Science Fiction is my most preferred genre. I’ve been reading it for more than fifty years. So, I’m surprised and delighted to find an extraordinarily good Science Fiction series that’s been around since the Nineties and which I completely missed. I’ll be reading the entire twelve book series.
It’s a series of time travel novels called ‘The Company’ and it’s written by Kage Baker. There are quite a few time travel series out there and, different as they are, most of them have some sense that history is important and time travel should help to spread knowledge and solve problems. Kage Baker starts from a very different place. The purpose of time travel is to make Dr Zeus, the person who invented it, fabulously rich and extremely powerful.
Dr Zeus thinks big. His first invention was a process that bestows immortality on people by installing various pieces of technology in them when they are still children. It’s a great invention but one for which there was no viable market because those who could afford it were too old for it to work and the benefits were too far in future to generate a decent return.
So Dr Zeus invents two more things: a means of travelling back to the past and The Company. The Company is an organisation that spans centuries. It exist to turn kids who won’t be missed into immortals who work for Dr Zeus for centuries so that, by the time they reach the twenties-fourth century, Dr Zeus’ now, The Company will have acquired huge amounts of wealth and influence and will be staffed by formidable and loyal immortals.
The first book in the series, ‘In The Garden Of Iden’ was published in 1997, well before Jeff Bezos and Elon Musk got into their stride and yet it perfectly captures the entitled rapacity of an organisation that knows how to use technology to secure wealth and get its own way. ‘The Company’ that Kage Baker has conjured up is a kind covert East India Company that is colonising the past for profit.
Kage Baker is my kind of author: very bright, a wicked wit, deeply knowledgable about history, especially Elizabethan England and she approaches politics, religion and commerce from an orthogonal perspective to the mainstream. Her view of history is nostalgia-free. She is unflinching in her understanding of just how nasty to one another we have proven ourselves to be able to be in century after century.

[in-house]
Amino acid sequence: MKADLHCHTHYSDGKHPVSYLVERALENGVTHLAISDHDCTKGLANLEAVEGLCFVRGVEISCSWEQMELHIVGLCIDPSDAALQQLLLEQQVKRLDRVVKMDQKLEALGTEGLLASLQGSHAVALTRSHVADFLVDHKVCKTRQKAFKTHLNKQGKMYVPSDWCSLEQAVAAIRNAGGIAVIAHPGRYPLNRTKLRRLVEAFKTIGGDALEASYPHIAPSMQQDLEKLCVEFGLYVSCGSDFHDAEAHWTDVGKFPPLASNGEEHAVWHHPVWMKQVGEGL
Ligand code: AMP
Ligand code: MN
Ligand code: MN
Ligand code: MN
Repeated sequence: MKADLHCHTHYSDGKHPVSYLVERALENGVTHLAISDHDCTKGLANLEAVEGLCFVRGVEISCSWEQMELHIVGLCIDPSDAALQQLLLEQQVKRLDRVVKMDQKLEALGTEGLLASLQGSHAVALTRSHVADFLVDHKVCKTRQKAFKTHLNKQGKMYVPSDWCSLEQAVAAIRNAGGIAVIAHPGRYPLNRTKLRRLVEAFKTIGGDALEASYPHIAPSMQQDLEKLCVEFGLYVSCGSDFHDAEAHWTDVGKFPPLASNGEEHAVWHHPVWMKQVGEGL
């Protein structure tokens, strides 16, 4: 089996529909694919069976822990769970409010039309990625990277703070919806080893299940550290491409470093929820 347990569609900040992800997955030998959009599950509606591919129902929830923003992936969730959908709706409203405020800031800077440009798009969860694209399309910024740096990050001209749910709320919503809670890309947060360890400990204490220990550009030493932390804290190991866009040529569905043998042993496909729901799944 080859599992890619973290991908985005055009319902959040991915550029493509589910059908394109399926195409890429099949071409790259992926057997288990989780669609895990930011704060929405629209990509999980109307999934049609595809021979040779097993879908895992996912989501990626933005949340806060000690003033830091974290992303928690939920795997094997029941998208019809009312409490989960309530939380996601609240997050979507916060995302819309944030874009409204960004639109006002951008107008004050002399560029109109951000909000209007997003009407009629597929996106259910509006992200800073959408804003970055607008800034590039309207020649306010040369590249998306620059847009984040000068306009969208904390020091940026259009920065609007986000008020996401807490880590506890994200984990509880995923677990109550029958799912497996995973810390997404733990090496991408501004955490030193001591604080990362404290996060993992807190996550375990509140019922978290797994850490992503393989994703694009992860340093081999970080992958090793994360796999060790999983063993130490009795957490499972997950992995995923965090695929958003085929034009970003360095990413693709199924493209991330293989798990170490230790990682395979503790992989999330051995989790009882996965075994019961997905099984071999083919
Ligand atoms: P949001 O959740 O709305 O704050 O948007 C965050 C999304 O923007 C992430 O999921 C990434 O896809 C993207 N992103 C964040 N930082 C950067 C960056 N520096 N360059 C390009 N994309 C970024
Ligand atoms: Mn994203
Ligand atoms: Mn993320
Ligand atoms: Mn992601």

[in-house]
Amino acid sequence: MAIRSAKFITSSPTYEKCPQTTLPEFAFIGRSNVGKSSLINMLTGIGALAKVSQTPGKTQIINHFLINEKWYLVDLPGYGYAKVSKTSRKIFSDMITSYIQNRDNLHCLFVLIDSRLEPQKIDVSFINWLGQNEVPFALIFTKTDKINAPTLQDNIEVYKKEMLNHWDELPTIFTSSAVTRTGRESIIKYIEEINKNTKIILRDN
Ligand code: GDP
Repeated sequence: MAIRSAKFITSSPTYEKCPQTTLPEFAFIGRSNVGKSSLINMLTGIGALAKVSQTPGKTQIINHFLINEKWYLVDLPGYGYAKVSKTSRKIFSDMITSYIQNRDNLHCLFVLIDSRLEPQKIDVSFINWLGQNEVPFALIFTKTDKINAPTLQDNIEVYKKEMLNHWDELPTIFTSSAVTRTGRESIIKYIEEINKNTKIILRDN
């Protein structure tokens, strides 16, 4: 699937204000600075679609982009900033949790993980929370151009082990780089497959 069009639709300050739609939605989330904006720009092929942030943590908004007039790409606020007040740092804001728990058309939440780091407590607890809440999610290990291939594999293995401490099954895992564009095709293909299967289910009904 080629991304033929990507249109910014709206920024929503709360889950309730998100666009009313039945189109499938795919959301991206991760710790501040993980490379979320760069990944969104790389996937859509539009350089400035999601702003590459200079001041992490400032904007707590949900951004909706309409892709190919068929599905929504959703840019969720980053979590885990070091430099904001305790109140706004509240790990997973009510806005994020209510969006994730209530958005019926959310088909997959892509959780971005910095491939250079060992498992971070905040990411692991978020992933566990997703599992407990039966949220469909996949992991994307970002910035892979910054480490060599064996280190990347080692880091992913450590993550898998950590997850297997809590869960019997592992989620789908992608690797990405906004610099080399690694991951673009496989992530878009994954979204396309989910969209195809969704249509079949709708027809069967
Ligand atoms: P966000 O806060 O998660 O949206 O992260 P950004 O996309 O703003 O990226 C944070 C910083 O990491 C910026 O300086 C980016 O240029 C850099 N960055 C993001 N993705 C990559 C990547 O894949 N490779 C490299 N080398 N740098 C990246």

I found all of this stimulating but what pushed ‘In The Garden Of Iden’ from ‘What a great idea’ into ‘What an extraordinary book’ was Kage Baker’s ability to keep the story on a human scale and focus on the people rather than the organisation or the technology.
‘In The Garden Of Iden’ tells the story of Mendoza who, at six years old, was extracted by The Company from the dungeons of the Spanish Inquisition, was operated on to be made into an immortal cyborg and trained to be a botanist who will gather specimens of soon-to-be-extinct plants that The Company can ‘rediscover’ in the future and make money from. Most of the book is about Mendoza’s first assignment and her first love.
It takes places in 1554 when the nineteen-year-old Mendoza is sent from Spain to England as part in the influx of Spaniards following Philip II of Spain when he marries Queen Mary of England. Mendoza’s mission is to collect rare samples from an English country estate called ‘The Garden Of Iden’.
Mendoza is not a normal nineteen-year-old. She has been given a twenty-fourth century education. She knows how the Queen Mary’s reign will turn out. She has extraordinary physical capabilities, she can speak several languages, she can communicate subvocally with her teammates and she has access to an equivalent of Google (although Google was still just a program called BackRub being played around with in Stanford when this book was published).
Kage Baker’s descriptions brought mid-sixteenth century England alive and let us see them through the fresh eyes of a nineteen-year-old woman experiencing her first freedom and her first love and coming to understand the consequences of being immortal.
The Mendoza telling the story is much older (we don’t learn how old) and is looking back on her time in the Garden in a ‘was I really that young?’ way which gives a little emotional distance but which also marks out how important to Mendoza her time in the Garden was.
I liked Mendoza for her wit and for her courage. Here’s Mendoza’s reaction to encountering snow for the first time in real life.
‘Despite the expectations fostered by literature and art, I) snow does not fall in beautiful crystal kaleidoscopic flakes, and 2) it does not fall silently. It sounds like rain, only stealthy.’
And here’s one of her ‘how young was I then?’ reflections on a remark made by one of her teammates who is talking about the release of all the Bogart movies onto their entertainment network, (Yep, The Company has Netflix as well as Google)
But I was young then and had yet to appreciate the wisdom of Bogart, particularly as regards the problems of three little people not amounting to a hill of beans in this or any other crazy world.
Although ‘In The Garden Of Iden’ contains a love story, it isn’t a Love Story. This is a world where terrible things happen not just in the dungeons of the Spanish Inquisition but in the squares of English cities, where dissenters are once again being burned alive. There are no guaranteed happy endings here. Kage Baker takes a brutally honest view of humanity and the cruelties it inflicts. At one point, Mendoza’s team leader is warning her against expecting humans to change and make a better world. He says:
‘Don’t you ever make the mistake of thinking that mortals want to live in a golden age. They hate thinking.’
So, I’m hooked. I want more both of Mendoza and of Kage Baker.